Message order is preserved only for messages of the same priority, from the same sending port, and directed to the same receiving port. Messages with differing priority never block each other. Consequently, low priority messages may pass high priority messages, unlike in some other communication systems. Typical GM applications will either use only one GM priority, or use the high priority channel for control messages (such as client-to-client acks) or for single-hop message forwarding.
Both sends and receives in GM are regulated by implicit tokens,
representing space allocated to the client in various internal GM
queues, as depicted in the following figure. At initialization, the
client implicitly possesses
gm_num_send_tokens() send tokens, and
gm_num_receive_tokens() receive tokens. The client may call
certain functions only when possessing an implicit send or receive
token, and in calling that function, the client implicitly relinquishes
the token(1). The client
program is responsible for tracking the number of tokens of each type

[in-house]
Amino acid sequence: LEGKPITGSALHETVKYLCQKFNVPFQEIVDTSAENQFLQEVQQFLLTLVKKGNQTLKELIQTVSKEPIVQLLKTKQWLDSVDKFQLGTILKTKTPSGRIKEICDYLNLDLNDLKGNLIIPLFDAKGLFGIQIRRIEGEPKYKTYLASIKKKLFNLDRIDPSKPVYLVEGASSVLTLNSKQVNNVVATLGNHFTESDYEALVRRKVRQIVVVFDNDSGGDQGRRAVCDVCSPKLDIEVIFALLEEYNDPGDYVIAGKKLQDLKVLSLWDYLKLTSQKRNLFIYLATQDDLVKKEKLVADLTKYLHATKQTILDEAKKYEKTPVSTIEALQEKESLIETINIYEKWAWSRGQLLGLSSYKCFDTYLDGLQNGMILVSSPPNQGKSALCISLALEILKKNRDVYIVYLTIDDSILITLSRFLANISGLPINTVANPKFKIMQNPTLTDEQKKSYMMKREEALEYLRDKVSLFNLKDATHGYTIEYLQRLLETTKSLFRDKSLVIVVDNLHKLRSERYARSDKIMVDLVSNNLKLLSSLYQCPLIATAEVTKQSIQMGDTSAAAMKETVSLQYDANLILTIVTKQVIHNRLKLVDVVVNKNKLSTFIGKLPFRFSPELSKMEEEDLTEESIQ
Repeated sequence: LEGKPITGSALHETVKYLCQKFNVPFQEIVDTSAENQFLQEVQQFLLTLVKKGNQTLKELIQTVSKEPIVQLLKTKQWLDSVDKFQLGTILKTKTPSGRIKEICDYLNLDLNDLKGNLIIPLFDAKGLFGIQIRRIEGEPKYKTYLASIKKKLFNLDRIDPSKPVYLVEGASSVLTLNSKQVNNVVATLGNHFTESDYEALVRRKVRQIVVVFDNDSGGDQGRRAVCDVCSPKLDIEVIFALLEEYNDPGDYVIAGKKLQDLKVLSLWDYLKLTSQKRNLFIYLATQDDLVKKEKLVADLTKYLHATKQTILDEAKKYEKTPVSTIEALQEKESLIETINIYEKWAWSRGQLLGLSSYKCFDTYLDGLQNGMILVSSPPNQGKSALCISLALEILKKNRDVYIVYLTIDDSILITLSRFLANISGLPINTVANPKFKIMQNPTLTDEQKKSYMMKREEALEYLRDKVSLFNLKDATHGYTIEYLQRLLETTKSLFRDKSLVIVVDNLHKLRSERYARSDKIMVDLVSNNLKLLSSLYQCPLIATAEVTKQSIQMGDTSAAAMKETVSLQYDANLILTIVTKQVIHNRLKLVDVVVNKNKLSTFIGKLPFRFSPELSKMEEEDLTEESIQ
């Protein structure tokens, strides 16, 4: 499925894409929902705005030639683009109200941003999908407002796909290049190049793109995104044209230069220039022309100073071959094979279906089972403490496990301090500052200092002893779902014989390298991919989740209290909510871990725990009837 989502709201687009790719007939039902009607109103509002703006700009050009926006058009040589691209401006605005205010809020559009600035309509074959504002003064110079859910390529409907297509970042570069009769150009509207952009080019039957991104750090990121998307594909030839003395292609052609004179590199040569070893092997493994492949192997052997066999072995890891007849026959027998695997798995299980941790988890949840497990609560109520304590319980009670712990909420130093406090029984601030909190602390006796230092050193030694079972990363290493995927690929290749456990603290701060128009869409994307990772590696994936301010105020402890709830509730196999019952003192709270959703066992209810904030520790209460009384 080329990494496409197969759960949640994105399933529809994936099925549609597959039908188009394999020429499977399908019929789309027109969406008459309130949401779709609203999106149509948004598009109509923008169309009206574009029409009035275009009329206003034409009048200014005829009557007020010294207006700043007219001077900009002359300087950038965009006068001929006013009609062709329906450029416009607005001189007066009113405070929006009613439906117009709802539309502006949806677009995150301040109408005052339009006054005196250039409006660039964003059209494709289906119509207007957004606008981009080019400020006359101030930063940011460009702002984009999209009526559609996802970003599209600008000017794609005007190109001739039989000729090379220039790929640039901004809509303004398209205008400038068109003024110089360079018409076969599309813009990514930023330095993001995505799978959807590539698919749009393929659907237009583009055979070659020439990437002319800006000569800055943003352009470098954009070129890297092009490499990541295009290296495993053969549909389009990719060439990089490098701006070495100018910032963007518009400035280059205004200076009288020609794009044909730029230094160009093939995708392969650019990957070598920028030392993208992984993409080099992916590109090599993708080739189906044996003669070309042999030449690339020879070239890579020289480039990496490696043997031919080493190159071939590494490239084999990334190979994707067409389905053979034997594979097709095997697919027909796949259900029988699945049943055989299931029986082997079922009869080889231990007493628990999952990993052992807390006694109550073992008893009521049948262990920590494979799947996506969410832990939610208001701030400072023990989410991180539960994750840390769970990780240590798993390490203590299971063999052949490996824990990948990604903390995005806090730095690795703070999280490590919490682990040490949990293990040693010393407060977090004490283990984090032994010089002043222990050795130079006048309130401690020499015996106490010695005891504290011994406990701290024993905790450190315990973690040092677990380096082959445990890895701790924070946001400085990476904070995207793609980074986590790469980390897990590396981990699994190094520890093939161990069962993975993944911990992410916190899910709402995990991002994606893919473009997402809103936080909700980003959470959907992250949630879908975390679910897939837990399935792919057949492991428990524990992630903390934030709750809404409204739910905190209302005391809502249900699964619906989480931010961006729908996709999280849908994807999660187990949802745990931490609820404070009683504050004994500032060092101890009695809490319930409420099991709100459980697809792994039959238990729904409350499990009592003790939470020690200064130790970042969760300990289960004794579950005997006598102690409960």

that it possesses, and must not call any GM function requiring a token
when the client does not possess the appropriate token. Calling a GM API
function without the required tokens has undefined results, but GM
usually reports such errors, and such errors will not cause system
security to be violated.
As stated above, sends are token regulated. A client of a port may send
a message only when it possesses a send token for that port. By calling
a GM API send functions, the client implicitly relinquishes that send
token. The client passes a
context pointer to
the send function. When the send completes, GM calls